Tribesmen shoot down Yemen fighter jetSANAA - Tribesmen fighting Yemeni troops loyal to President Ali Abdullah Saleh shot down Wednesday an army fighter jet, as a sea of protesters demanded the under-fire leader's ouster and trial.
A Sukhoi SU-22 "fell during a regular mission" and opposition leaders were "responsible for the incident," said a military spokesman quoted by Saba state news agency.
Global Military Aircraft Modernisation and Upgrade and Retrofit Market 2015-2019
Hundreds of thousands of people demonstrated near Sanaa's Change Square, the focal point of anti-regime protests in the violence-wracked Arabian Peninsula country, an AFP correspondent reported.
"We shall not rest until the butcher is executed," the demonstrators chanted as they marched in a neighbourhood of the capital controlled by dissident General Ali Muhsen al-Ahmar's First Armoured Division.
Security forces loyal to Saleh blocked the road leading to government offices beyond Qiyadah roundabout, forcing the protest to stay within the area controlled by the defected division.
Demonstrations also took place in the cities of Taez, Hudayda and Ibb, but all ended peacefully, witnesses said.
The fighter jet was downed by anti-aircraft guns near Arhab, 40 kilometres (26 miles) north of Sanaa, where armed tribesmen have been locked in combat with the elite Republican Guard, led by Saleh's son Ahmed, witnesses said.
"We saw the downed plane in flames on the ground," one witness said.
Tribesmen captured the pilot after he ejected when the plane crashed in the village of Beit Azar, tribal sources said.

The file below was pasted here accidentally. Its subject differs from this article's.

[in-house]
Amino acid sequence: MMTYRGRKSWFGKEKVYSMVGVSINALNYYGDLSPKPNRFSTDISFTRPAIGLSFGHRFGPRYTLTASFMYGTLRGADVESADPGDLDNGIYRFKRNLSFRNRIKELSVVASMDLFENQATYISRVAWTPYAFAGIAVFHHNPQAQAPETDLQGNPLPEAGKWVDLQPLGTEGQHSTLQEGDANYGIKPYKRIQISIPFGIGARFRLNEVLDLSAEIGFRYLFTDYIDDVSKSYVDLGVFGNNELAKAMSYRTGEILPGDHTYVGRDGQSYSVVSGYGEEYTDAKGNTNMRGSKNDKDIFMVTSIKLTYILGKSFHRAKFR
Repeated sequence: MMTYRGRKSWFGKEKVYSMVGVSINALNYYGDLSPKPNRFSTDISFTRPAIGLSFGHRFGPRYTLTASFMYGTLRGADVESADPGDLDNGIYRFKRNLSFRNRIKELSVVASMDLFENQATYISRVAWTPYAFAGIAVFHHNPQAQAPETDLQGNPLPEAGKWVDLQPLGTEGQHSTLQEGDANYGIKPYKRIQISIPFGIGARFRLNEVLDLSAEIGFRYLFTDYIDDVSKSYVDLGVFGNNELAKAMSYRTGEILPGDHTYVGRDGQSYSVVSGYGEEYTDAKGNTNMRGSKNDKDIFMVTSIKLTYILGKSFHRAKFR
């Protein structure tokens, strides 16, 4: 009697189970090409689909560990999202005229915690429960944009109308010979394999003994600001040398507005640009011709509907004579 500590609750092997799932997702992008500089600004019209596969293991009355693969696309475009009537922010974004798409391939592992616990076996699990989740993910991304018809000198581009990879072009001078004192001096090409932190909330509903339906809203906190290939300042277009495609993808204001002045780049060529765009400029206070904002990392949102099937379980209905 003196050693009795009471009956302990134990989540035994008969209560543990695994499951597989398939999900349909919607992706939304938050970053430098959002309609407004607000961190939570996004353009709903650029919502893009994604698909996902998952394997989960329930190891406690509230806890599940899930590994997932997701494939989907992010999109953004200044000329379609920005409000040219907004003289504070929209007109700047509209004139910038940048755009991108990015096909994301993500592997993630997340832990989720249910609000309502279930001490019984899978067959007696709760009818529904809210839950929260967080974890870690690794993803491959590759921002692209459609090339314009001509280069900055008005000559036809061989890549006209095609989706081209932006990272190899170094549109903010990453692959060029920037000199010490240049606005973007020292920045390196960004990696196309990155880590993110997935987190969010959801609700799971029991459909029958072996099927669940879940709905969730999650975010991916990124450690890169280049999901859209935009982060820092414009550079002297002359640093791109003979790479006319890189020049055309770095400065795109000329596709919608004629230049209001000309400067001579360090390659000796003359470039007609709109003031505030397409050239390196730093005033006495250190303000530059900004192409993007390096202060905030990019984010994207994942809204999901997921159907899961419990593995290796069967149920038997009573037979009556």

The tribal area of Arhab has been targeted by heavy air strikes since a general and six other soldiers were killed Sunday in clashes between tribesmen and the Republican Guard.
General Abdullah al-Kulaibi, head of the 63rd brigade of the elite Republican Guard unit, died in the attack by tribesman opposed to Saleh's rule in the strategic town of Nihm, the defence ministry said.
Four of the attackers were killed during the assault on the military base, about 60 kilometres (40 miles) from the Yemeni capital, it said.
Tribal sources claimed on Monday that 33 troops were captured in the confrontation.
Meanwhile, three more gunmen were killed in overnight clashes with the guard, tribal sources said.
Nihm is one of several villages and towns that collectively make up the strategic northern gateway into Sanaa and is site of at least five Republican Guard bases.
The elite unit has so far prevented dissident General Ali Mohsen al-Ahmar, who now controls part of the capital, from calling in reinforcements from Yemen's northern provinces where parts of his division are deployed.
The tribesmen who carried out the assault on the military base late Sunday are allied with General Ahmar and have been battling government troops for control of the area.
Saleh, who is under international pressure to relinquish power and allow new elections, returned to the country last week, sparking violence in which scores have died.
The 69-year-old president has repeatedly refused to sign a power transfer deal brokered by the Gulf Cooperation Council under which he would hand power to Vice President Abdrabuh Mansur Hadi in return for immunity from prosecution.
Youth groups said they plan to march Thursday from their encampment at Change Square in the north of Sanaa to the southern part of the city which hosts the Saleh's residence.
"There will be an escalation during the coming two days. The youths will march... to Hedda Street, where the president's residence is," Walid al-Amari, a leading activist from the youth revolution committee, told AFP.
He said protesters wanted to march peacefully and have asked the leadership of the defected First Armoured Division not to provide any armed protection that could provoke Saleh loyalists.
"We have asked the troops of the First Division not to accompany us," he said.
by Hammoud Mounassar
(c) 2011 AFP
Your company’s press release on ASDNews and to thousands of other journalists and editors? Use our ASDWire press release distribution service.
Mar 29 - 30, 2016 - Washington, United States